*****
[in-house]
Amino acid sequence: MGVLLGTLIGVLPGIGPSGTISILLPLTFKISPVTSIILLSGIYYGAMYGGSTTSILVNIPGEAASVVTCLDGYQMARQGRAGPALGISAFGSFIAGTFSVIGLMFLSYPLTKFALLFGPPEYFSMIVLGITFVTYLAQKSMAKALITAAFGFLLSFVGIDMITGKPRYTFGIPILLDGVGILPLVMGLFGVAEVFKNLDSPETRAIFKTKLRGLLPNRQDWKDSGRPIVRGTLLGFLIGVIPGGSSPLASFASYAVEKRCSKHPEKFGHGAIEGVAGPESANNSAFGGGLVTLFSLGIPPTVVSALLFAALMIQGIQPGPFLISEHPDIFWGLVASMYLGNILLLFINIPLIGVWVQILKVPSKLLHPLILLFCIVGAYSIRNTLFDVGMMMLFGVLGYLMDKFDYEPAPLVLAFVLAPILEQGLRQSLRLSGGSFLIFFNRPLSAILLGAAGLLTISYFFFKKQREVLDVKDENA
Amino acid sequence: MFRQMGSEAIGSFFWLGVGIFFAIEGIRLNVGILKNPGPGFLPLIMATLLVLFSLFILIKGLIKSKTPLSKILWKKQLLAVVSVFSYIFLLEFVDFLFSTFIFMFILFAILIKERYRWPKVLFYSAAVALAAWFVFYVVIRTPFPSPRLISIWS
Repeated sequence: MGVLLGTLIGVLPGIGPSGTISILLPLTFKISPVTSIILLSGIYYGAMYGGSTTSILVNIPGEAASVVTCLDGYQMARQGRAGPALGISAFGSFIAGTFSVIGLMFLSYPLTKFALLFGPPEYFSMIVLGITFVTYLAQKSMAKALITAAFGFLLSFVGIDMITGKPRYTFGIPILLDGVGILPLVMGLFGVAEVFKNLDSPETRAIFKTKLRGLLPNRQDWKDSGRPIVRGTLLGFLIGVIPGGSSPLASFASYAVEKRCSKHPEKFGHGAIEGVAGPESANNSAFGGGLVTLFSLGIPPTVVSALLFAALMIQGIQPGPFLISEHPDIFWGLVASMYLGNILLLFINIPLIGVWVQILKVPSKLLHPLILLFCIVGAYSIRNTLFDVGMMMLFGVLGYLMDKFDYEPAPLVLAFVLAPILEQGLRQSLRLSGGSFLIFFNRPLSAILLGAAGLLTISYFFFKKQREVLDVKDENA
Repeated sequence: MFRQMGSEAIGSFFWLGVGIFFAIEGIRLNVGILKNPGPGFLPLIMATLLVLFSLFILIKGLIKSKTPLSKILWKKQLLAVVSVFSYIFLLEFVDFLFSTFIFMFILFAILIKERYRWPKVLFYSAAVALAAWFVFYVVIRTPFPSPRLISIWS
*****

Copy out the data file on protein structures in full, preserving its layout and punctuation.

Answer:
[in-house]
Amino acid sequence: MGVLLGTLIGVLPGIGPSGTISILLPLTFKISPVTSIILLSGIYYGAMYGGSTTSILVNIPGEAASVVTCLDGYQMARQGRAGPALGISAFGSFIAGTFSVIGLMFLSYPLTKFALLFGPPEYFSMIVLGITFVTYLAQKSMAKALITAAFGFLLSFVGIDMITGKPRYTFGIPILLDGVGILPLVMGLFGVAEVFKNLDSPETRAIFKTKLRGLLPNRQDWKDSGRPIVRGTLLGFLIGVIPGGSSPLASFASYAVEKRCSKHPEKFGHGAIEGVAGPESANNSAFGGGLVTLFSLGIPPTVVSALLFAALMIQGIQPGPFLISEHPDIFWGLVASMYLGNILLLFINIPLIGVWVQILKVPSKLLHPLILLFCIVGAYSIRNTLFDVGMMMLFGVLGYLMDKFDYEPAPLVLAFVLAPILEQGLRQSLRLSGGSFLIFFNRPLSAILLGAAGLLTISYFFFKKQREVLDVKDENA
Amino acid sequence: MFRQMGSEAIGSFFWLGVGIFFAIEGIRLNVGILKNPGPGFLPLIMATLLVLFSLFILIKGLIKSKTPLSKILWKKQLLAVVSVFSYIFLLEFVDFLFSTFIFMFILFAILIKERYRWPKVLFYSAAVALAAWFVFYVVIRTPFPSPRLISIWS
Repeated sequence: MGVLLGTLIGVLPGIGPSGTISILLPLTFKISPVTSIILLSGIYYGAMYGGSTTSILVNIPGEAASVVTCLDGYQMARQGRAGPALGISAFGSFIAGTFSVIGLMFLSYPLTKFALLFGPPEYFSMIVLGITFVTYLAQKSMAKALITAAFGFLLSFVGIDMITGKPRYTFGIPILLDGVGILPLVMGLFGVAEVFKNLDSPETRAIFKTKLRGLLPNRQDWKDSGRPIVRGTLLGFLIGVIPGGSSPLASFASYAVEKRCSKHPEKFGHGAIEGVAGPESANNSAFGGGLVTLFSLGIPPTVVSALLFAALMIQGIQPGPFLISEHPDIFWGLVASMYLGNILLLFINIPLIGVWVQILKVPSKLLHPLILLFCIVGAYSIRNTLFDVGMMMLFGVLGYLMDKFDYEPAPLVLAFVLAPILEQGLRQSLRLSGGSFLIFFNRPLSAILLGAAGLLTISYFFFKKQREVLDVKDENA
Repeated sequence: MFRQMGSEAIGSFFWLGVGIFFAIEGIRLNVGILKNPGPGFLPLIMATLLVLFSLFILIKGLIKSKTPLSKILWKKQLLAVVSVFSYIFLLEFVDFLFSTFIFMFILFAILIKERYRWPKVLFYSAAVALAAWFVFYVVIRTPFPSPRLISIWS